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Cover crops are typically used locally to help reduce wind erosion, but there are additional benefits to planting a cover crop this fall. Soil moisture is a particularly important resource that cover crops can help capture and retain, especially in residue-limited cotton fields.
Both wheat and cereal rye can be used effectively as winter cover crops throughout areas of the Texas High Plains. High winds and blowing sand in these areas can cause extensive soil erosion and damage to crop seedlings. Because cotton produces minimal crop residue (Figure 1), soil is often highly erodible when fields experience regular high winds during late winter and spring. Cover crops planted in the fall can help anchor soils during periods of high winds. In the spring, cover crop residue can shelter cotton seedlings from high winds and damage from blowing soil.
One of the major questions about cover crops is their effect on soil moisture. Cover crops are extensively used in areas that generally receive adequate seasonal rainfall for dryland production. However, in semi-arid environments, soil moisture can be the most limiting factor in crop production, and cover crops can extract a portion of the soil moisture for their growth and development. A study conducted in West Texas used wheat as a cover crop following cotton or sorghum and terminated at the boot stage. The following spring, cotton was planted into the wheat stubble. Results of this test revealed lower soil water use rates for the fields with a cover crop than fields with bare soil. It was concluded that tillage operations performed on the bare soil led to an almost 30% increase in evaporation.1 The cover crop reduced soil water evaporation, improved soil water infiltration, and decreased water extraction for the soil which for water-limited environments is a benefit for subsequent crop growth.
Dr. Paul DeLaune, a Texas A&M AgriLife Research environmental soil scientist, compared no-till, strip-till, and conventional till with cotton following a terminated wheat cover crop. He has not seen a significant difference in water infiltration rates between tillage systems, but does see a large advantage to planting a cover crop. In fields planted with a cover, water infiltration rates increased by up to two to three times the amount of fields without a cover crop. Although more water may be used, DeLaune recommends waiting for the wheat crop to form a head before termination to increase the amount of residue produced, thus further protecting the soil surface.2
In addition to helping increase water retention, cover crops help maintain and improve soil characteristics like aggregate stability, organic matter, nutrient retention, and nitrogen (N) assimilation. The ability of cover crops to capture and recycle N can help to reduce N fertilizer inputs and the potential for nonpoint source water pollution caused by nitrate leaching and soil erosion. Winter cover crops can minimize nitrate leaching by sequestering residual nitrate left over from the summer crop. Nitrate can be mined from the soil by the cover crop roots, recycled, and then made available for the following summer crop.3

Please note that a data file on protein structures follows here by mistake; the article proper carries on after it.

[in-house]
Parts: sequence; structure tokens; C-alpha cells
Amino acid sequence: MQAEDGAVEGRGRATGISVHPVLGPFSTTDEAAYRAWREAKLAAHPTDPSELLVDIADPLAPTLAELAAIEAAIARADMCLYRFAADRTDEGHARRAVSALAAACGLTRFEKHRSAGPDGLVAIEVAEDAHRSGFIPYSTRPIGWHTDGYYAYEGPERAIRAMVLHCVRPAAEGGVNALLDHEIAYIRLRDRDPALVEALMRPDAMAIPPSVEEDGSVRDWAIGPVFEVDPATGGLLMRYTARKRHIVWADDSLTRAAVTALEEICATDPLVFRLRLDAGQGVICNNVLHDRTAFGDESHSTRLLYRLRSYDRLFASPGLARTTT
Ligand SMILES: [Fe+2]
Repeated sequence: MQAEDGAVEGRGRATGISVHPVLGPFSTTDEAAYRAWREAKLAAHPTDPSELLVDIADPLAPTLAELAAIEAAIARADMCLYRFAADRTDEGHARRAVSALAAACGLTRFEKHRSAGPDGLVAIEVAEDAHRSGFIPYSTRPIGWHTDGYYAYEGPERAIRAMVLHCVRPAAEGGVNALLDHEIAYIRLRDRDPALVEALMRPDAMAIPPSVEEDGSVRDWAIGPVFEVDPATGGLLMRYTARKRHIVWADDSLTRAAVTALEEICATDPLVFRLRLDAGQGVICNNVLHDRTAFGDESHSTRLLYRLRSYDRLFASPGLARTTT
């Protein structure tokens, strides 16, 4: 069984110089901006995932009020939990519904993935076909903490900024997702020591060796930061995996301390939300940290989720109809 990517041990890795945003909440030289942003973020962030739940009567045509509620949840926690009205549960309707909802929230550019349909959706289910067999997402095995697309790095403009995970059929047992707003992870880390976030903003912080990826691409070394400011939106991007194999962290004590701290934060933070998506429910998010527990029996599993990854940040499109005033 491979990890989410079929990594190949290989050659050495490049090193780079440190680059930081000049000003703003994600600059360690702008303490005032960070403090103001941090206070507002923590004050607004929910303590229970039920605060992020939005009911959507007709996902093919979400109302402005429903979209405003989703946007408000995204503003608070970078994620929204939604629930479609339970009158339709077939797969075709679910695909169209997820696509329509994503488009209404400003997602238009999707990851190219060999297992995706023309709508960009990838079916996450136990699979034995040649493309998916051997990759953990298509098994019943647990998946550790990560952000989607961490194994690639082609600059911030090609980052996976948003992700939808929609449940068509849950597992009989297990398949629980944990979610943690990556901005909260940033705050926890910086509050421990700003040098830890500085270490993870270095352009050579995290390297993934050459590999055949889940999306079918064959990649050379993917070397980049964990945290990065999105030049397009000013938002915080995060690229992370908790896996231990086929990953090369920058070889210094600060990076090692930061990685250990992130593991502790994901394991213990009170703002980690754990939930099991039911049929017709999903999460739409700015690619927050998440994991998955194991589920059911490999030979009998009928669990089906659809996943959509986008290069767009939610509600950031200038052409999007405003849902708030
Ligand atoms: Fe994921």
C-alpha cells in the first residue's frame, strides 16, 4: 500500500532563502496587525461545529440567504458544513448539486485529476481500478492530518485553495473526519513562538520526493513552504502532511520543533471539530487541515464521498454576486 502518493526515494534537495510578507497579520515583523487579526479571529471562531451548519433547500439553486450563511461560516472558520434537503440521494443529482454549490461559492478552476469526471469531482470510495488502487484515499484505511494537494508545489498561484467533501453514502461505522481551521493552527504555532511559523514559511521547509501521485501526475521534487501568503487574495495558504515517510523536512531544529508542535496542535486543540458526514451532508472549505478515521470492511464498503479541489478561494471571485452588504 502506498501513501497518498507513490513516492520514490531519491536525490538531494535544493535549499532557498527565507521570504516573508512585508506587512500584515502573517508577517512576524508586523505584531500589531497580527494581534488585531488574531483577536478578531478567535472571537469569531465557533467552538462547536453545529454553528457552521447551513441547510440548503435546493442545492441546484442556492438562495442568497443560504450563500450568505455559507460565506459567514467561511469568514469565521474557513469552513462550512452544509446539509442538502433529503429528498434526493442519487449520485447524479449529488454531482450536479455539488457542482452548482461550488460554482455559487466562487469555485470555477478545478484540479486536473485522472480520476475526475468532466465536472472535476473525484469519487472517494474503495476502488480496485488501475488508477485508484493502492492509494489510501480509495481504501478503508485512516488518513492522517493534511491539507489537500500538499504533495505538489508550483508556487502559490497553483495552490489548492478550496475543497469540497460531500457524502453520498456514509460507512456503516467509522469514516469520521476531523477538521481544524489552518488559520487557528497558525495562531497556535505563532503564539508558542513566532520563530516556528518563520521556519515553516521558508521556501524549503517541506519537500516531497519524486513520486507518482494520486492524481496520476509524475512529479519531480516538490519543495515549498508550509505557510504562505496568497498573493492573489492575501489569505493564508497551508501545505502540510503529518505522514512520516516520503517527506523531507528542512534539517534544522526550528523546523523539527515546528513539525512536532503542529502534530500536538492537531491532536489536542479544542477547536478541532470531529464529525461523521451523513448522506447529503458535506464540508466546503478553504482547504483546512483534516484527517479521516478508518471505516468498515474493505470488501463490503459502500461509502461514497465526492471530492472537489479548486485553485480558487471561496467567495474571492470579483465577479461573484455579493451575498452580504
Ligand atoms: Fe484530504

Figure 1. Limited residue remaining after a cotton crop.
Wheat and cereal rye are considered the most dependable of the winter annual cover crops for producing biomass for soil cover.4 Planting cereal rye as a cover crop in semi-arid environments may have several advantages over wheat:5
Seeding an entire field with cereal rye may not be necessary due to the increased biomass production. Interseeding between rows of the previous summer crop to cover only 25 to 50% of the land area may offer many of the benefits of a complete cover crop with lower costs and presumably less soil moisture extraction.
Timing the termination of a cover crop is important to help cover crops persist during cotton seedling development. If termination of the cover crop is too early, there may be little standing biomass or stubble to help protect seedlings from damaging winds and to conserve soil moisture. Late termination of a cover crop may result in excessive use of valuable soil moisture that will not be available to the crop.5
Planting wheat or cereal rye as a cover crop in the fall can help your cotton crop get off to a good start next year. Some rainfall is needed for adequate germination and survival of the cover crop. Irrigation could be used to reduce the risk of stand failure when there is a lack of rainfall.
1 Hatfield, J.L. 2012. Cover Crops. National Laboratory for Agriculture and the Environment. http://www.mccc.msu.edu/. 2 Ledbetter, K. 2016. AgriLife Research: Rotation, cover crops, impact cotton yields more than tillage. Texas A&M University. http://today.agrilife.org/. 3 Dozier, M., Morgan, G. and Sij, J. 2008. Best management practices to reduce nitrate impacts in ground water and to assess atrazine and arsenic concentrations in private water wells. Texas AgriLIFE Extension Service and Research, Project No.: 03-8. 4 Keeling, J.W., Matches, A.G., Brown, C.P., and Karnezos, T.P. 1996. Comparison of interseeded legumes and small grains for cover crop establishment in cotton. Agronomy Journal 88:219-222. 5 Sij, J.W., Olson, B.L.S., Ott, J.P., and Baughman, T.A. 2006. Stalk persistence of interseeded wheat and rye cover crops treated at two growth stages and six rates of glyphosate. The Texas Journal of Agriculture and Natural Resources 19:93-101. Web sources verified 10/11/16. 161011212324